It looks like Nintendo, Sony, and Electronic Arts have withdrawn their support for the much maligned SOPA bill. An update to the government’s list of SOPA supporters (PDF) no longer sports the companies’ names (although Sony’s music divisions are still on there).
Why the change of heart? We’re not sure.
Entertainment Software Association (ESA) CEO Mike Gallagher has written a letter to the industry and the public calling 2011 "historic." One of the key reasons 2011 was such a great year for the games industry and gamers was because of the Supreme Court's decision in Brown v. EMA, which shot down the California anti-video game law penned by California State Senator Leland Yee (D- San Francisco) - though there were certainly plenty of other milestones to celebrate.
The ESRB and the CTIA detailed a new ratings systems for mobile games this week - backed by such companies as AT&T, Microsoft, Sprint, T-Mobile USA, U.S. Cellular and Verizon Wireless. Two companies that were curiously absent from that list hold the lion's share of the market when it comes to platforms: Apple and Google.
The Entertainment Software Association, the trade group that represents the video game industry, spent almost $1.1 million in lobbying efforts in Washington D.C. in the third quarter of 2011. The group lobbied on a variety of issues such as energy efficiency, entertainment industry ratings, parental control technology, foreign trade policy reform, the H1-B visa program, piracy, and copyright issues. The group spent about the same amount of money that it did in the second quarter of this year - slightly less than in the third quarter of 2010.
The Entertainment Software Review Board (ESRB) has teamed up with trade group Cellular Telecommunications Industry Association to create a standardized rating system for mobile applications and games. The ESRB says that the new ratings system will be "based on age-appropriateness of their content and context," according to Gamasutra. An official announcement on the new ratings system will take place next Tuesday in Washington, DC.
It looks like the State of California and the Entertainment Merchants Association (EMA) have not quite completed their courtroom business together, but the rest of their battle will take place in a lower court.
The Supreme Court of the United States chose not to make a ruling on the EMA’s request that the court award it $1.4 million in attorney’s fees and expenses related to Brown v. EMA (08-1448). Instead, the court sent it back to the Ninth Circuit Court for adjudication.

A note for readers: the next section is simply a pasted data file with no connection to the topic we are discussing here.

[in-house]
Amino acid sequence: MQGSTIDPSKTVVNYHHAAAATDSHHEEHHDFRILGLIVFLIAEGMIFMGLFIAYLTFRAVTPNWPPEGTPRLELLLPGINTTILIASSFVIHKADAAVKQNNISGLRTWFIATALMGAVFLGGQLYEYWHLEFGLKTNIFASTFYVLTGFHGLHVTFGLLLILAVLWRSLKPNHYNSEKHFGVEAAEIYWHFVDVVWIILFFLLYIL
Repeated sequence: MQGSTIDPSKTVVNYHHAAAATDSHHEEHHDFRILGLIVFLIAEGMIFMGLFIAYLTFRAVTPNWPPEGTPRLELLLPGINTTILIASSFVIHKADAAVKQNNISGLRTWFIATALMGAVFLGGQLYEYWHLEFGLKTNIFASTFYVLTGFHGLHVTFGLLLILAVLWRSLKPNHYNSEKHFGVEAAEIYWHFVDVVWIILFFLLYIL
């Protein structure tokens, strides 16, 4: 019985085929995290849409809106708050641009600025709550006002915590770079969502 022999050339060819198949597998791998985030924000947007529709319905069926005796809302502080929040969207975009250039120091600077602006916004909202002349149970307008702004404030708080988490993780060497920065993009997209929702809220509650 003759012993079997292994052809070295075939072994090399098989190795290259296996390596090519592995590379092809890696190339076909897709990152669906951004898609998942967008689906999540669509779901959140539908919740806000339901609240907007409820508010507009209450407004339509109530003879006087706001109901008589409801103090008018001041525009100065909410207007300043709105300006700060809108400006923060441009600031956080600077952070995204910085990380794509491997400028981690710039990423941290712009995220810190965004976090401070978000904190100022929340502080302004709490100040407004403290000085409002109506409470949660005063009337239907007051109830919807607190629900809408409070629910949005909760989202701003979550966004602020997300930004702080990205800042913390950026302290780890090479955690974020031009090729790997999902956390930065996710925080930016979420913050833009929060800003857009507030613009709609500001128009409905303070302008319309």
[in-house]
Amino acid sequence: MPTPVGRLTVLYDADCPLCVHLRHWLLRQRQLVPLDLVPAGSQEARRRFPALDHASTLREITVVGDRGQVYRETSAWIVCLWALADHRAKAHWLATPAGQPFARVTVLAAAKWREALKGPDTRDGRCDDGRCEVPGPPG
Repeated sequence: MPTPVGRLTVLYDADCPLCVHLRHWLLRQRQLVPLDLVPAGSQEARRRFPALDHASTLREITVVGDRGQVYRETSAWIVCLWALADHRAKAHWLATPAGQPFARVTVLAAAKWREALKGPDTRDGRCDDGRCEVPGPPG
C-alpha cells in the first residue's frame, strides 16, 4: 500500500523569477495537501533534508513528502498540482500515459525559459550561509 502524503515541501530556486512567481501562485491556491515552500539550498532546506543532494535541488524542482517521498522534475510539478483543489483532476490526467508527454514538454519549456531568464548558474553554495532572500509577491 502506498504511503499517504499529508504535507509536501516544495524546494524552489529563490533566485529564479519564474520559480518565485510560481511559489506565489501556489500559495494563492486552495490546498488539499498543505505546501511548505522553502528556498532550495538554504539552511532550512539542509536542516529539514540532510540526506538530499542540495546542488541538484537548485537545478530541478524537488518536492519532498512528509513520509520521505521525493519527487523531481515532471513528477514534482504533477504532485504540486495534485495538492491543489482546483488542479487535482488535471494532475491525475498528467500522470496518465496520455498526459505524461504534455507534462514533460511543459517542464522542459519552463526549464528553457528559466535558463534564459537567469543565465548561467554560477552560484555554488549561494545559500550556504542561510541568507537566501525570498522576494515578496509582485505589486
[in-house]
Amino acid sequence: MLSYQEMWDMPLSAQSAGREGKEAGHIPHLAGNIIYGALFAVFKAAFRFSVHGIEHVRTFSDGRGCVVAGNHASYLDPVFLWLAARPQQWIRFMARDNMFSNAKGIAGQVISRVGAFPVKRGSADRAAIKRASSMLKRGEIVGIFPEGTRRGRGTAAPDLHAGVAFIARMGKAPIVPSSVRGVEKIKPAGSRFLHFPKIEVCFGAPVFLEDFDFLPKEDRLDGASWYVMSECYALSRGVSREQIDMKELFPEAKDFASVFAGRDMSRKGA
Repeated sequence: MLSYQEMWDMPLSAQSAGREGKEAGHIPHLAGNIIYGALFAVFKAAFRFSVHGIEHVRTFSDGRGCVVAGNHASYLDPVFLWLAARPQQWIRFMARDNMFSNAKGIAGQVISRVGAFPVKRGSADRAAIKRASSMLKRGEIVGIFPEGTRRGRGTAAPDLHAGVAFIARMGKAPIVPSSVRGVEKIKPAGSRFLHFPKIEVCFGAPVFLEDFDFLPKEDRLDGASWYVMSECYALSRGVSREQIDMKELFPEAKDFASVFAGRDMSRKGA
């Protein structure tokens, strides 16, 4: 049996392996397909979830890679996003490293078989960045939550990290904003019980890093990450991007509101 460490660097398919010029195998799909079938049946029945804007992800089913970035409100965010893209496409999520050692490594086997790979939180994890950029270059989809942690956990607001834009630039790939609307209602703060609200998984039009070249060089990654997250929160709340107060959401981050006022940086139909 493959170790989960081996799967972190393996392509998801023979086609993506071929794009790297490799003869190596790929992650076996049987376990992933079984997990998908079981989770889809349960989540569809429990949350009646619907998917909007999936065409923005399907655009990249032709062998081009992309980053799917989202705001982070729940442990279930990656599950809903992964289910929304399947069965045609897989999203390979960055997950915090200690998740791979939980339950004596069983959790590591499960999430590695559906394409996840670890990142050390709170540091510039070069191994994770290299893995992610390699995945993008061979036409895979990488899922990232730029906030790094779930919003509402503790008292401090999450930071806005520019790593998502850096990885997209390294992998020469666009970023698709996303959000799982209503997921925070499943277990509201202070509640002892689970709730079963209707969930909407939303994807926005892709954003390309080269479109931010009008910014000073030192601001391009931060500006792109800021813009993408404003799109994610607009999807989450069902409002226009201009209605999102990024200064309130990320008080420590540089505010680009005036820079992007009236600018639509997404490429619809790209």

Entertainment Software Association (ESA) president and CEO Michael Gallagher went before the United States House of Representatives' Committee on Science, Space, and Technology to promote the use of video games and game-like technologies for educational purposes. The talk, entitled "STEM in Action: Inspiring the Science and Engineering Workforce of Tomorrow," was meant to emphasize the fact that games are very effective in encouraging children to pursue careers in Science, Technology, Engineering and Math (STEM).
Video game industry trade group the Entertainment Software Association (ESA) issued a press release today touting the popularity (and growing trend) of colleges offering programs in video game design, development and programming - and the number of programs continues to rise at American colleges, universities, art and trade schools across the country. According to new research from the ESA, American colleges and universities will offer around 343 programs in game design, development and programming.
The Entertainment Software Association (ESA) is seeking $1.1 million in legal fees from California for its work related to Brown v. EMA. The move is not an unfamiliar one for the trade group, who has successfully sued and won fees in the lower courts in states throughout the country (notably Louisiana, Michigan, and Illinois), but this is a first at the highest level of the U.S. court system.
"It's unfortunate that some officials continue to believe that unconstitutional laws are the answer, when time and time again courts have thrown out these bills and proven them to be a waste of taxpayers' dollars," the ESA said in a statement... four years ago. Hopefully California's government will listen after this expensive lesson in constitutional law.
According to a Bloomberg report, The Entertainment Software Association spent around $1.1 million in the first quarter of 2011 on lobbying efforts in Washington D.C. The trade group that represent the interactive entertainment industry in North America spent that money on lobbying federal agencies and Congress on the regulation of game content, international trade, the First Amendment and other issues, according to a disclosure report. The ESA (as a participant alongside the Entertainment Merchants Association) scored a victory Monday when the Supreme Court struck down the 2005 California law banning the sale and rental of violent video games to minors.
Entertainment Software Rating Board (ESRB) president Patricia Vance issued a statement today praising the Supreme Court's decision on the California violent videogames law and said that it is a validation of the ESRB ratings system's effectiveness in keeping mature-rated games out of the hands of children. She goes on to say that the power to keep games out of the hands of children has always been in the hands of parents when they use the tools that are already available - coupled with retailer enforcement of the ESRB system. Full statement below:
Electronic Arts CEO John Riccitiello tells IndustryGamers that today's decision from the Supreme Court on California's violent videogame law is a win for everyone. Last year Riccitiello expressed concern that publishers would be forced to ship different versions of the same title if new rules were implemented in California and other states. He feared state level bureaucracies that define what’s marketable in each state. Today's ruling makes that less likely to happen.